A few weeks ago I attempted a brief street survey to get an idea of the general public’s take on robotics. I noticed two things: 1) Robotics is a seemingly misunderstood field. 2) The average person has no idea what was happening inside a robotics lab.
After compiling the four most common responses, I decided to speak to Professor Roland Siegwart, head of the Autonomous Systems Lab at ZTH, to get his take on the public perception of robotics. Here’s what I discovered from our conversation.
Robotics is just human looking robots. Not really. While robots can be human like, most are designed in a manner most appropriate for their function. Autonomous cars, drones, vacuums, and lawnmowers are all commonly used robots defined by their functionality. They use different sensors to perceive and understand their environment, develop a course of action, and execute it.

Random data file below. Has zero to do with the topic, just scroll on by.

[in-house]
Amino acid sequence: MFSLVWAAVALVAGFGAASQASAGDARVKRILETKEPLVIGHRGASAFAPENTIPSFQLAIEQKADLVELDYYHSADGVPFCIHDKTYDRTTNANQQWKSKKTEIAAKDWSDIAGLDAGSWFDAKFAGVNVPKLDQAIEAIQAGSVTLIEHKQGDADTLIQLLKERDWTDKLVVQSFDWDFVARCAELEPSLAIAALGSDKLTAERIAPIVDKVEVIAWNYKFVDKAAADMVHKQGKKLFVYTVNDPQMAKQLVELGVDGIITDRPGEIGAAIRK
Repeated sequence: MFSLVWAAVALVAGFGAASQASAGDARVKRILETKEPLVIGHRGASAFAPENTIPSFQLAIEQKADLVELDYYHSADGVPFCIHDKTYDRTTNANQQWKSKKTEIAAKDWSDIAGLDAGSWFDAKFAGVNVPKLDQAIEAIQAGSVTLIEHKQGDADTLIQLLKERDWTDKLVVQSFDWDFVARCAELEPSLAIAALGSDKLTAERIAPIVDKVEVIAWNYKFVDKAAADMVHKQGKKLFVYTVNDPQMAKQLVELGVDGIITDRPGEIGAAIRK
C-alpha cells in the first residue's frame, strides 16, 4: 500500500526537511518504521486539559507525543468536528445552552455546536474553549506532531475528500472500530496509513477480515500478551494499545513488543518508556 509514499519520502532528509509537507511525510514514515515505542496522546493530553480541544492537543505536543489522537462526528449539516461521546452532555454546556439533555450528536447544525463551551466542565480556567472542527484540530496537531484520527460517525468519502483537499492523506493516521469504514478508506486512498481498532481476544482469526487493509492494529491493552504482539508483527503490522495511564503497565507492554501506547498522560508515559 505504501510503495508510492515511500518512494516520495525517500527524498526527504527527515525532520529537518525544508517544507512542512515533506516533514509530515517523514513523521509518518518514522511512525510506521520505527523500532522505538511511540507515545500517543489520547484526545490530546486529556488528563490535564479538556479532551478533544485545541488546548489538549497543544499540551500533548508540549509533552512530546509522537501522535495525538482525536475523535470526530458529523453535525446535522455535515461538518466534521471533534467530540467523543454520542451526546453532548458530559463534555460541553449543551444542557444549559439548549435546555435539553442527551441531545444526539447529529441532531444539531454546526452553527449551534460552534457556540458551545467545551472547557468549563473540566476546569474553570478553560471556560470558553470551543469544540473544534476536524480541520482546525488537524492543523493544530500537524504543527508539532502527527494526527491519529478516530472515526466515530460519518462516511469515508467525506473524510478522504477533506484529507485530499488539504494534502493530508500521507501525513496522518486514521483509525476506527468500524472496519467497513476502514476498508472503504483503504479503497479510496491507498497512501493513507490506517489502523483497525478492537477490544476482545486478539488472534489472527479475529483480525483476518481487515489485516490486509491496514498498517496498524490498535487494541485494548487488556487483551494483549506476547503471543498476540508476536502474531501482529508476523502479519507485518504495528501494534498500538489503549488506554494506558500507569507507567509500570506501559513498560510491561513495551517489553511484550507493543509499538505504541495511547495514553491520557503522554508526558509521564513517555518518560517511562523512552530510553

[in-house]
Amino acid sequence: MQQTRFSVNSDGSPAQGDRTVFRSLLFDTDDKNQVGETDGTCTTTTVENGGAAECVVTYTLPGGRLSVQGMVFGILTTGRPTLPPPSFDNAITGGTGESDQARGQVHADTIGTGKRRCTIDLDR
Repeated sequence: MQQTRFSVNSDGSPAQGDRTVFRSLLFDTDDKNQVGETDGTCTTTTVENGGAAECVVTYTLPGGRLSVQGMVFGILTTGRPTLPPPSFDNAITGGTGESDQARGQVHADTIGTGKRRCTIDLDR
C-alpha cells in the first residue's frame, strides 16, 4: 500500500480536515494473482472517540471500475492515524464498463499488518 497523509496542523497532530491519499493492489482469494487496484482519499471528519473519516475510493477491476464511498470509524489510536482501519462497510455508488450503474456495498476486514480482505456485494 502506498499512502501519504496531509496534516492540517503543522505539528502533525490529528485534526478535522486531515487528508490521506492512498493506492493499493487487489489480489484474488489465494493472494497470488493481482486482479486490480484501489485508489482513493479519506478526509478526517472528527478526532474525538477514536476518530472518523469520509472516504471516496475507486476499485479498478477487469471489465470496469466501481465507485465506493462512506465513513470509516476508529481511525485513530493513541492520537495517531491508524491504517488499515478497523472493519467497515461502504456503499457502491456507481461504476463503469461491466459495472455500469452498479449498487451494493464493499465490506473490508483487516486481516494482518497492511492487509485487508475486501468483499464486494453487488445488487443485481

Looks cool but I doubt it’s useful. Oh contraire! Autonomous Robots are gradually appearing in our daily environments. For example, mobile robotic technology is already being used to enhance existing systems – like making cars safer or to guiding people through cities. “Soft” robots are currently being developed that will change the way we do work. Expect robots to take on dangerous jobs like mining or physically demanding jobs in construction. They could even be used to make farming more efficient and sustainable.
AI is a threat to human life. Nope. Artificial Intelligence (AI) is very far from having the intelligence and creativity of human beings. It helps robots to learn through their experiences and make appropriate decisions. AI helps us to sort and classify information faster and more precisely. It is meant to complement human capacities not to threaten them.
Nothing is getting done in a timely fashion. Things are definitely happening in the field. We already see robots being used in our daily lives and this trend will continue. While we may never materialize a robot that can perform all the daily functions of a human, we can expect robots to continue to share our environment and make our lives easier.